At the beginning of this series I described the path of discipleship as one that seeks to develop a number of virtues and ideals. For the past few weeks I have been writing about compassion and the works of justice and mercy that flow from compassion. This week I want to start by talking about the virtue of loyalty and faithfulness.
Earlier in this series, I wrote several posts about the virtue of love; how the love of God, especially for Christians the love of God as seen in Jesus, can inspire love within us, a love that extends from us back to God and to the world around us. The important realization is that this love begins with God. A common image is the Christian life as akin to the moon, shining with a light that is not of our origin, but a reflection of the love of God. “We love God because God first loved us.” (1 John 4:19).
For many decades we have used the language of love as the primary description of our relationship with God and God’s relationship with us. However, for much of the Hebrew Scriptures, the primary description of our relationship with God is not about love but about loyalty and faithfulness.
There is a phrase that is used several times in the Hebrew Scriptures as a formulaic description of God. For instance, in my congregation, during Lent, we prepare to hear the gospel text with a quotation from the prophet Joel:
“Return to the Lord your God, for God is gracious and merciful, slow to anger and abounding in steadfast love.” (Joel 2:13)
When I was in seminary I had a Hebrew professor who strongly disagreed with the translation, “steadfast love.” He told us that the Hebrew word (chesed) is related to loyalty and faithfulness. He translated it with the fancy phrase, “covenant fidelity”. Chesed is more about the nature of God keeping God’s promises than it is the warm, fuzzy feeling that sometimes gets associated with love. Joel presents a God who will be faithful to Israel, not because Israel is great or perfect or loving, but because God is a God who makes and keeps promises. This is a significant idea because the covenants that God makes with Israel are often one-sided and unconditional. God does not say to Abram, “If you are good, I will make of you a great nation, and I will bless you.” God simply says, “I will make of you a great nation.”(Genesis 12:2) God is and remains loyal and faithful.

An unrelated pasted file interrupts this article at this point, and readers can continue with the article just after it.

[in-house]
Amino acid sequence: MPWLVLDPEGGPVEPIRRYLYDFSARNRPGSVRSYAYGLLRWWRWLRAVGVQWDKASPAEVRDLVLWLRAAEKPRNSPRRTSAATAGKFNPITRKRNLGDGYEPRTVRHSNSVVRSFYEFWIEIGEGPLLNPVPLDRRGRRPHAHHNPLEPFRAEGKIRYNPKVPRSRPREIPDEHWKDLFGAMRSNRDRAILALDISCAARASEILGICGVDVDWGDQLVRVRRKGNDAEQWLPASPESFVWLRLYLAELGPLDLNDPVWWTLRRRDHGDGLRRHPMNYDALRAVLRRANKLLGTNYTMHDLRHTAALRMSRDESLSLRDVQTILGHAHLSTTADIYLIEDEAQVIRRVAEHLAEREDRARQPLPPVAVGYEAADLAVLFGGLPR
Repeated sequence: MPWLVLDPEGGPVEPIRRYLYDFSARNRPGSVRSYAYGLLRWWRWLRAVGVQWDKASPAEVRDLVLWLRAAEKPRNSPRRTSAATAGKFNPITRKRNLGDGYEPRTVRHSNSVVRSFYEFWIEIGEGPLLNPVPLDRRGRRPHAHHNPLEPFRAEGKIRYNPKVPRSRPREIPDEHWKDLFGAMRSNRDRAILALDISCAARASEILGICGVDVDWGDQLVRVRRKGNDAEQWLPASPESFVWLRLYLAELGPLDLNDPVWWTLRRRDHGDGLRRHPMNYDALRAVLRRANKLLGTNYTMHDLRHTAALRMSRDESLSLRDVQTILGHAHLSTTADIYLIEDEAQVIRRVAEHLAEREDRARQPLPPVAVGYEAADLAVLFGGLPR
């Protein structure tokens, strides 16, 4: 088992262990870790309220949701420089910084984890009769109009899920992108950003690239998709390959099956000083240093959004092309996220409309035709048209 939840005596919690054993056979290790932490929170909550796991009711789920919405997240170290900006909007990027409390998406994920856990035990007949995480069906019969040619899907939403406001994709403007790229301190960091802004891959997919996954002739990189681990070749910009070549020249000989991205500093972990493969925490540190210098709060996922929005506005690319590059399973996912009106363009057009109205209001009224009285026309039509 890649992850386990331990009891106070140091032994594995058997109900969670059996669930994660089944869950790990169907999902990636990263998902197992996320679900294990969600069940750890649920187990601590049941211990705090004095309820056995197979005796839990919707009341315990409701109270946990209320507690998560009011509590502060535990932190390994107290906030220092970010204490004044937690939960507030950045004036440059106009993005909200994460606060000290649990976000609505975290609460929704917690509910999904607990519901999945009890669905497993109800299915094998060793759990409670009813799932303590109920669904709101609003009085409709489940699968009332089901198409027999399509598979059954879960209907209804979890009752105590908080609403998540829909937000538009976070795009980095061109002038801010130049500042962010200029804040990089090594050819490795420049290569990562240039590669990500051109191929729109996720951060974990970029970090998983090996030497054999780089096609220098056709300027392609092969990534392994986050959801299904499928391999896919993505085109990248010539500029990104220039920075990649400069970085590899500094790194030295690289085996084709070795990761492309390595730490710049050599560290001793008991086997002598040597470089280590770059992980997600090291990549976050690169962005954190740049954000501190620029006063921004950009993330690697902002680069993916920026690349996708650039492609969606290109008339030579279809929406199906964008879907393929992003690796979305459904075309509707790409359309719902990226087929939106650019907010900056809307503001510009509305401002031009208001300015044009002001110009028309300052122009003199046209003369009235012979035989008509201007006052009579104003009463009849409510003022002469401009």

In his letter to the Galatians, Paul lists faithfulness as one of the fruits of the spirit. It is more than simply holding a set of beliefs. Faithfulness is an attitude of being invested in those beliefs. This is not an argument for blind faith, accepting things without question. My understanding of faithfulness is the ability to stand in faith despite questions and struggles. For me, the image of faithfulness is the image of Jacob wrestling with the divine and refusing to let go. (Genesis 32:22-32)
Faithfulness in practice is also well-described by many of the Christian mystics. The 16th century Spanish nun, Teresa of Avila speaks of periods of dryness in prayer. At the beginning of the new practice, the disciple is thrilled and comforted by the action of contemplative prayer, but one day she sits in prayer and discovers nothing: no feeling of warmth, no sense of nearness to God. Faithfulness is what continues the practice through such dry spells. For John of the Cross, a dear friend of Teresa, faithfulness is what allows Christians to endure the “dark night of the soul,” a period when all the trappings of faith lose their meaning. It is the virtue of faithfulness that turns the dark night into a transition period to a deeper relationship with God.
Unfortunately, the church moved from a message of faithfulness to a message of guilt. Rather than saying that we take part in the practices of discipleship out of a sense of loyalty to God, the church taught that we observe these practices out of a sense of guilt or fear, avoiding an angry God. In some ways I think we overcorrected when we then put all of our focus on love, often arriving at a place of saying, “Take part or don’t; God loves you anyway.”
I hope that we can find a way to hold loyalty and love in balance. Growing in loyalty and faithfulness can be a powerful way to deepen our relationship, helping us grow in disciplines which in turn help us spend more time paying attention to God. I believe that an emphasis on faithfulness can also help create a realistic faith practice, one that does not assume that we should always feel great or we should never have doubts or things will just get better and better. Faithfulness and loyalty are what can carry us through the troubling times.
But love is also constantly present when we do slip up or slip away. God’s love is always there to sustain us, comfort us and welcome us. Like love, our faithfulness is not our own, but a reflection of the faithfulness of God, who stands waiting to receive us when we turn away and to welcome us when we rediscover the beautiful relationship that is faith.